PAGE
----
Thursday, February 5, 2015

Can the US Decouple? (excerpt)

When real GDP came out on Friday showing that it was weighed down by a wider trade deficit, there was some concern that the global economic slowdown is starting to depress the US economy. In fact, real exports of goods and services rose 2.0% y/y to a record high during Q4-2014. However, real imports rose faster, by 5.3% y/y, also to a record high. Exports suggest that the global economy continues to grow, albeit at a slow pace. The US economy is performing well, as confirmed by the increasing demand for imports.

So while the widespread concern has been that the global economy will drag down the US, it is also possible that the US economy will boost the rest of the world. Instead of the US decoupling, the rest of the world might benefit by being coupled with the US economy. While exports have become more important to the US, they still account for only 13.2% of nominal GDP, up from 10.1% twenty years ago.

Nevertheless, also weighing on the US economy is the sharp drop in the global price of oil and the strength of the dollar. Both are depressing corporate profits of energy and multinational companies. Some of these companies are responding by cutting capital spending and paring their payrolls.

It’s too soon to be sure about the magnitude of these cuts. Nevertheless, nondefense capital goods orders excluding aircraft fell 3.5% during the final four months of 2014. This series is very volatile on a monthly basis. However, it is highly correlated with S&P 500 forward earnings, which has been falling since October 10, dragged down by earnings of the Energy sector.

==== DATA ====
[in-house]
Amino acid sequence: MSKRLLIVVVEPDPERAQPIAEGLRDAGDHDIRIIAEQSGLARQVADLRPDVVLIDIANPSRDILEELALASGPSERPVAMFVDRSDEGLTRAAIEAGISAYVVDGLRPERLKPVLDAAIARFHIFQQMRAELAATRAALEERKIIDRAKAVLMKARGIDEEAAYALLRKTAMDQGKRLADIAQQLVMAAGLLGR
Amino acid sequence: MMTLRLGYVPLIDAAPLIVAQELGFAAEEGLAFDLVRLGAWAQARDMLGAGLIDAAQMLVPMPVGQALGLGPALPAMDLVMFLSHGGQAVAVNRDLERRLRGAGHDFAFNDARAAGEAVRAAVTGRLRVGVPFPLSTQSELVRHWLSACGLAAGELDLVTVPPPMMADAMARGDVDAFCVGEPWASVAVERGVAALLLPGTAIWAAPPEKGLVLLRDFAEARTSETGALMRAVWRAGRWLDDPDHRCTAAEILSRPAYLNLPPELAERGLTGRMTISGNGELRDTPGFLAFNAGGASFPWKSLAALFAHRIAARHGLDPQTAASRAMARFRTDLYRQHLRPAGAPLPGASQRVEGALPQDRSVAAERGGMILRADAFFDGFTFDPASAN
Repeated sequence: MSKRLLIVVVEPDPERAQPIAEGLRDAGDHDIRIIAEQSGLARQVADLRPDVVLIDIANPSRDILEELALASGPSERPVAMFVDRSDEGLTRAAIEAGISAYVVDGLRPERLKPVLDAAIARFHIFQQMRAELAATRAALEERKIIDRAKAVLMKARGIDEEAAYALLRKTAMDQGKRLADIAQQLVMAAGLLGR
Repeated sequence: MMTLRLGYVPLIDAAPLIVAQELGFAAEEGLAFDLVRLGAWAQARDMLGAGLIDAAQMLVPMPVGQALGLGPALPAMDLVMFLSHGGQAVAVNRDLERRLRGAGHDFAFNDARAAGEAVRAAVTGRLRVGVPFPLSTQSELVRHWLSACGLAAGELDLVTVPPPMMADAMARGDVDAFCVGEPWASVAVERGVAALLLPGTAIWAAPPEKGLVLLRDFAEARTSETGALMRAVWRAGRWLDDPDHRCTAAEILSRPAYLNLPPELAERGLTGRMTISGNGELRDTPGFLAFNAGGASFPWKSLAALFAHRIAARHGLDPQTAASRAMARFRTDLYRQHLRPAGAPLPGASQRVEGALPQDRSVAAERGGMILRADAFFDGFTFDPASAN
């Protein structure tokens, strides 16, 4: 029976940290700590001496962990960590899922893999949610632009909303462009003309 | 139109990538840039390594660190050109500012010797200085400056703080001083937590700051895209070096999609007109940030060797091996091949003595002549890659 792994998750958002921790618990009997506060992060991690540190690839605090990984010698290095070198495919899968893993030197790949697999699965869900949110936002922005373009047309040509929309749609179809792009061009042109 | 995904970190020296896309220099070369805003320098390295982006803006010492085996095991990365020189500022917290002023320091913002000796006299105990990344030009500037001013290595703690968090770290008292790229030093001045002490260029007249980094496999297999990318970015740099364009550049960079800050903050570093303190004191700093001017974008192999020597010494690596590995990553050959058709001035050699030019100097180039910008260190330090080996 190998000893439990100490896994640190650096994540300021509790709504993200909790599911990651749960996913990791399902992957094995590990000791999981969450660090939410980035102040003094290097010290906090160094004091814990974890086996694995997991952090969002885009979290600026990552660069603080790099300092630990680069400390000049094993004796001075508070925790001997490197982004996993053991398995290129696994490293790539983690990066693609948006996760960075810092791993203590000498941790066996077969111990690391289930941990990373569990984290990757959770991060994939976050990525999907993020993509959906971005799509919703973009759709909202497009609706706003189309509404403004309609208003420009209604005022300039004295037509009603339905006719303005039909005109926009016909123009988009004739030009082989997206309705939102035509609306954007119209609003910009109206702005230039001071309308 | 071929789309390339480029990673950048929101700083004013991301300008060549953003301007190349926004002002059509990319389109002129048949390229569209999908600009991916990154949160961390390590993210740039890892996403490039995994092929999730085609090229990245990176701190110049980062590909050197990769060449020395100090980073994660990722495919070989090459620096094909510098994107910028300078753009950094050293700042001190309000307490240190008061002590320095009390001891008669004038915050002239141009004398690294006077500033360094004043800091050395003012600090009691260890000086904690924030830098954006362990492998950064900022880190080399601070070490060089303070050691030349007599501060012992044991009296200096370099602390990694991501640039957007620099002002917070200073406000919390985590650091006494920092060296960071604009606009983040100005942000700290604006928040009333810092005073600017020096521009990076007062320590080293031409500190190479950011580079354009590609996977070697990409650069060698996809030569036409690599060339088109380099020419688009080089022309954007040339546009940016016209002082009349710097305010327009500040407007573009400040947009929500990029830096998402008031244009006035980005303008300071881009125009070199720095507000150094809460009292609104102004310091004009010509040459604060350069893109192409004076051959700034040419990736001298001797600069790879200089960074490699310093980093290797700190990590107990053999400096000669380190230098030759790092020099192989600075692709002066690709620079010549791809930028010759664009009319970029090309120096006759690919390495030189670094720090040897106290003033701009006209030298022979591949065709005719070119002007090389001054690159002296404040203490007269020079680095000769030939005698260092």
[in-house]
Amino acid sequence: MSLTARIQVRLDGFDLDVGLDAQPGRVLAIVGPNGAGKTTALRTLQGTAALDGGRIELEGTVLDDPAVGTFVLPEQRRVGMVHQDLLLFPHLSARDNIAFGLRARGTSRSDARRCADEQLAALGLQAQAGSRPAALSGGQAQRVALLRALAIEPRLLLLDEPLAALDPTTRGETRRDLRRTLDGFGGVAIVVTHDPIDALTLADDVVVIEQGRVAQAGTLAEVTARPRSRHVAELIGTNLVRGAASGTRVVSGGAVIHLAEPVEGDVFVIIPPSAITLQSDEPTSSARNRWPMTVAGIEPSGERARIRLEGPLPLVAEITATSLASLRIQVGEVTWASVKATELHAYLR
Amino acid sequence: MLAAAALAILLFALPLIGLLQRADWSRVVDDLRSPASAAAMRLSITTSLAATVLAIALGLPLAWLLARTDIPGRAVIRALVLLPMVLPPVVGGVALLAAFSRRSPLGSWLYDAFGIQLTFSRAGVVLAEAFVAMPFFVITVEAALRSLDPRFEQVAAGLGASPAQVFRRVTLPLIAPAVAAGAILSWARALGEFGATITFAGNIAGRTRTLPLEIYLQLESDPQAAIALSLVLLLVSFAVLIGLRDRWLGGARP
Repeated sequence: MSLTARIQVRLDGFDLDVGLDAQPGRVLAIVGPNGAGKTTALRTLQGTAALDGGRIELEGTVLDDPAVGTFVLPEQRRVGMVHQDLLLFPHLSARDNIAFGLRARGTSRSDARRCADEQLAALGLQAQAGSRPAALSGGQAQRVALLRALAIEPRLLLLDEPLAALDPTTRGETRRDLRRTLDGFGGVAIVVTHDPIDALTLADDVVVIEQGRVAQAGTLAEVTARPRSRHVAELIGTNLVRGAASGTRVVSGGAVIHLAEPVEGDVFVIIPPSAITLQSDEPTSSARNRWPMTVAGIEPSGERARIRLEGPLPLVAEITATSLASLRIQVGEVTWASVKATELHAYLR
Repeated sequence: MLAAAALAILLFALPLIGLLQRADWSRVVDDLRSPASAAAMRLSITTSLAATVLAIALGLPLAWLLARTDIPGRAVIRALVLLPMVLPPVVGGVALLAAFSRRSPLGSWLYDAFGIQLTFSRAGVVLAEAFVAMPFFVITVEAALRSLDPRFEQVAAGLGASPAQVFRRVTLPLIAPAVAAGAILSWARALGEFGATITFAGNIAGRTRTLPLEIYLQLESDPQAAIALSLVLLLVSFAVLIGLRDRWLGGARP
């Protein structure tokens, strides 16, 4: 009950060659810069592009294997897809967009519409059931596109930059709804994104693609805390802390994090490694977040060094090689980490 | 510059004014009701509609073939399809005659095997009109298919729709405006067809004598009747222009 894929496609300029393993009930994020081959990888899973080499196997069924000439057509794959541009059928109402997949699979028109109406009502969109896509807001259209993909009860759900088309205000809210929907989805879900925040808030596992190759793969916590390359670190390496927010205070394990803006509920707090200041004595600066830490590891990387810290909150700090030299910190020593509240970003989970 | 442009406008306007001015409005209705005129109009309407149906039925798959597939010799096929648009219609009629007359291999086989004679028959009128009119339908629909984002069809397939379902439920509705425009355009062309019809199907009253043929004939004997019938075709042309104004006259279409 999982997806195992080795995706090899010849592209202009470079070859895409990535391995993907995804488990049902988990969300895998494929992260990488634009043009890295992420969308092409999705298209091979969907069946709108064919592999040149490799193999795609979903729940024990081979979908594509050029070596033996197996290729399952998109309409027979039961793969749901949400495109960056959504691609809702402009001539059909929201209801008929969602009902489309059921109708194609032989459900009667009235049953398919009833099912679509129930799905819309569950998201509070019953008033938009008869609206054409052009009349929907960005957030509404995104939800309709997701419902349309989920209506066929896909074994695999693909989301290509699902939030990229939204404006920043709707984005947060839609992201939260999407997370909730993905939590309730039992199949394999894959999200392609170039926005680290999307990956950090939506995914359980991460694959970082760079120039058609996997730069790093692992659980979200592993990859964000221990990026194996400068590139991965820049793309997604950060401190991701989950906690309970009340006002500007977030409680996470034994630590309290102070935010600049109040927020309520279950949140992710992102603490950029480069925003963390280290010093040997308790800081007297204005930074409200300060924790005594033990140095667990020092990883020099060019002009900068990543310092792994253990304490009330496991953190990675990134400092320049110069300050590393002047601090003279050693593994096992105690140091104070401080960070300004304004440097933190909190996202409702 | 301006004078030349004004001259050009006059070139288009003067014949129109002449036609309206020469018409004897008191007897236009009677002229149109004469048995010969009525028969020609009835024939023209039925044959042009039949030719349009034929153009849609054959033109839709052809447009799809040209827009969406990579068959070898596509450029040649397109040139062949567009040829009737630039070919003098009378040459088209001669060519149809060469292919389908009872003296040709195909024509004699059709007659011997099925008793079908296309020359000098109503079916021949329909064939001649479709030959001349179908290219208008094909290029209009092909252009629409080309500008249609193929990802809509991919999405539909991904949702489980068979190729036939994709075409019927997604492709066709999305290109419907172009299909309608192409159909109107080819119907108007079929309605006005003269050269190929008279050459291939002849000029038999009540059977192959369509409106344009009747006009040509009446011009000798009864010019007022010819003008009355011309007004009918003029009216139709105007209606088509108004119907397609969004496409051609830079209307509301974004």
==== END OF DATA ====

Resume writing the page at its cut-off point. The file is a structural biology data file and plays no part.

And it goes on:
Much of the recent weakness in capital goods orders has been for machinery, particularly construction and industrial equipment. The former may be related to the recession in the oil patch. The latter may be attributable to a pause in the US manufacturing renaissance as the strong dollar reduces America’s competitive advantage.

Today's Morning Briefing: Gwyneth’s World. (1) “Conscious uncoupling.” (2) Will the US, the Fed, and Greece decouple this year? (3) US exports still growing. (4) Will US imports save the world? (5) US bond yields brought down by gravitational pull of near-zero German and Japanese yields. (6) Chinese just want to have fun too. (7) US profits coupled to oil price and the dollar. (8) Emerging markets decoupling from commodity prices and the dollar. (9) Stocks love easy central bankers. (10) Can Islam decouple from jihadists? (More for subscribers.)

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